Paul Abrahams: Sure. Is it what everyone should be doing anyway? Simple stuff. You do a root canal, you give someone a call a couple hours later, “How are you?” It always come down to that basic stuff. I mean we can do all the clever stuff today online and whatever, but that basic touch I think is really important.
Paul Abrahams: If someone sent you someone, thank them for sending you someone. There’s nothing over and beyond, that I think it’s just normal, everyday customer service. I think for years of going on courses, you can hear so many people speak, but they say the same thing ultimately.
Payman: Of course they do.
Paul Abrahams: So I don’t think it changes.
Payman: The way you handle your team’s nice, and when I come to your place, it’s always lovely that everyone … your team seems so relaxed.
Paul Abrahams: Sometimes. We have our moments like everyone else.
Payman: But we’ve been talking about this on another podcast, the question of if you want your team to be lovely to your patients, you’ve got to be lovely to your team. And then not everyone … The reason that not everyone does that-
Paul Abrahams: But isn’t that normal how you look after everyone, how you get on-
Prav Solanki: No.
Paul Abrahams: I mean it should be, shouldn’t it?
Prav Solanki: It should be.
Paul Abrahams: It should be how you-
Prav Solanki: Treat.
Paul Abrahams: It should be treat people how you’d expect to be treated, I suppose.
Payman: It’s not common because we go to a lot of practises. We go to a lot of practises, and it’s interesting. We see a lot of different … You can feel it from the moment you walk into a practise.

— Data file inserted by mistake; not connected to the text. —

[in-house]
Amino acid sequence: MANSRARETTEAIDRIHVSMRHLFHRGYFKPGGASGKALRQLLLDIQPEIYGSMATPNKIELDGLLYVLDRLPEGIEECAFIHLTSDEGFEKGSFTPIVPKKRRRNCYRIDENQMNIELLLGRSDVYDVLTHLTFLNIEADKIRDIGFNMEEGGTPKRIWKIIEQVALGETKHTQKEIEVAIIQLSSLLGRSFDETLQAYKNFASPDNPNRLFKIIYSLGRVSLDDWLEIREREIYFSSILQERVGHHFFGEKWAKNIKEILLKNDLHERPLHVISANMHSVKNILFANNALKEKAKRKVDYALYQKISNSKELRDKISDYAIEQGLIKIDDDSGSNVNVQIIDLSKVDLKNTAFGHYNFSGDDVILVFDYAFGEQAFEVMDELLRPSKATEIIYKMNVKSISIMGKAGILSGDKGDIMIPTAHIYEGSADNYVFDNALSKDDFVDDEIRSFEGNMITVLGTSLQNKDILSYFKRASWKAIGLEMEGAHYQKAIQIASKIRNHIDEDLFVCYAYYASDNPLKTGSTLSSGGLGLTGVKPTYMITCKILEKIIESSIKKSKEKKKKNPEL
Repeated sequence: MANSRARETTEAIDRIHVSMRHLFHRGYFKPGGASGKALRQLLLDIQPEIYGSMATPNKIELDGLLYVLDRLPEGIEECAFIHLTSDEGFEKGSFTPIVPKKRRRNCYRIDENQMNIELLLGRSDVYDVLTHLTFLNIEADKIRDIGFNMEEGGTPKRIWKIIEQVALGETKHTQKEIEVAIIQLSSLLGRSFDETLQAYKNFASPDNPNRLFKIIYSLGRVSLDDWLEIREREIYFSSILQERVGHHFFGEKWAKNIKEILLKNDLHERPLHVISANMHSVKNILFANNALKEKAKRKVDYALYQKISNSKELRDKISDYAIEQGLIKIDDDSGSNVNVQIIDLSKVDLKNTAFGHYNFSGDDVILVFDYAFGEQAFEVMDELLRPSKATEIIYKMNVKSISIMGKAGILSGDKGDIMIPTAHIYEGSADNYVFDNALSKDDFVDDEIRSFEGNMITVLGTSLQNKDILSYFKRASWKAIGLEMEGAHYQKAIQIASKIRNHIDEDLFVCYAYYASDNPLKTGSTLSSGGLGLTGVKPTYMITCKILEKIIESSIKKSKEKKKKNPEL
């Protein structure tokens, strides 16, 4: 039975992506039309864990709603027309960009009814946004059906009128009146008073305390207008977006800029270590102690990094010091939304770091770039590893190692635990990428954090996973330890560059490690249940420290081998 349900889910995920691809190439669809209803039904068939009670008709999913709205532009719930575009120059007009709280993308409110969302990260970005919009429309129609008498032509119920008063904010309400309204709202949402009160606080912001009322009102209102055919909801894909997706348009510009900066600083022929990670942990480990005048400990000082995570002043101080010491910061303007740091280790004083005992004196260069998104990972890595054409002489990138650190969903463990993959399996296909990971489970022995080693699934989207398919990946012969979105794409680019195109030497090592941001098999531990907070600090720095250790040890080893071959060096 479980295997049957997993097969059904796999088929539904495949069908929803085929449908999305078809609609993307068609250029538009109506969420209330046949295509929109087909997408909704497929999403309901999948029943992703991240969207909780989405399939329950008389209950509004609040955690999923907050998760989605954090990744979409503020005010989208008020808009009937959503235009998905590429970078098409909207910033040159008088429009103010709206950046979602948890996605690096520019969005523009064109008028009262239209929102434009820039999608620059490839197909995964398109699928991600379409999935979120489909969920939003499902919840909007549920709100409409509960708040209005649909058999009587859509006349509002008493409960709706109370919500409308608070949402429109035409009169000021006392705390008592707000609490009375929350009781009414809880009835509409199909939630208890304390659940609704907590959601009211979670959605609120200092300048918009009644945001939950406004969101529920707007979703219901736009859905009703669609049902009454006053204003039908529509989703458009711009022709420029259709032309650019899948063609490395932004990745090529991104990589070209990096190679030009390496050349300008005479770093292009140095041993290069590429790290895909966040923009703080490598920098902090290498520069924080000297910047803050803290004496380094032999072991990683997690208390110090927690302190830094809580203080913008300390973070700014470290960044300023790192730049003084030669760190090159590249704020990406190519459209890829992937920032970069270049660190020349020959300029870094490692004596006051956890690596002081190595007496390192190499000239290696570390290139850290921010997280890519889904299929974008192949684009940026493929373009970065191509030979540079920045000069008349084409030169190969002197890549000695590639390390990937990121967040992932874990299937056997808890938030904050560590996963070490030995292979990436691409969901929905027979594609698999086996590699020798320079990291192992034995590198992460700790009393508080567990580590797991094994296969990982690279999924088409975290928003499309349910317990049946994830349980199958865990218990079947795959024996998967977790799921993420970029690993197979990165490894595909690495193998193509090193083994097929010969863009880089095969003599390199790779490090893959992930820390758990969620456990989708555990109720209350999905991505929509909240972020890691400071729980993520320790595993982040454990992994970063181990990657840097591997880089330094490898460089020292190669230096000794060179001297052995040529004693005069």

Paul Abrahams: Just the tension, and it’s really sad actually.
Prav Solanki: Or the glow, and you want into a practise and sometimes you can feel the tension, and you speak to the boss and you talk about business strategy, and management of team, and leadership and say, “I pay the money, they do the work.” Personally, I feel money should be the last reason that somebody is stepping through your day. I really do.
Payman: I like that.
Paul Abrahams: 100%.
Prav Solanki: Really do.
Paul Abrahams: I think that absolutely comes last. I think from the moment someone walks in … I mean you know my receptionist or my practise-
Paul Abrahams: Sorry, Manoosh, practise manager, she’d kill me for saying receptionist.
Payman: She’s a star.
Paul Abrahams: And she knows she’s got a great persona, great with people. She sat outside the coffee shop, which is now gone, by the way, the red shop-
Payman: Is it?
Paul Abrahams: Outside the front door, and talks to people and they say, “Well, where do you work?” “Well, I work upstairs in the dentist,” and by the end of that conversation, they’re booking in. That’s a unique ability. But we just get on. I just think, honestly, you’ve got treat people in the right way, they treat you in the right way. It’s a mutual respect and-
Payman: It seems obvious to you but it isn’t the case now.
Paul Abrahams: I don’t get it. I-
Payman: I would even in most places. In most places, there’s a them and us between management and the team that’s palpable.
Paul Abrahams: I think sometimes it’s different dynamics. We’re a very small practise, a very small team, and I think that makes that easier. We’ve worked together. I mean Manoosh has been with me 13 years and my nurse, 10, Gina is also for a long time. So it’s a unique dynamic, and I suppose the bigger you get, the easier it is to lose that dynamic.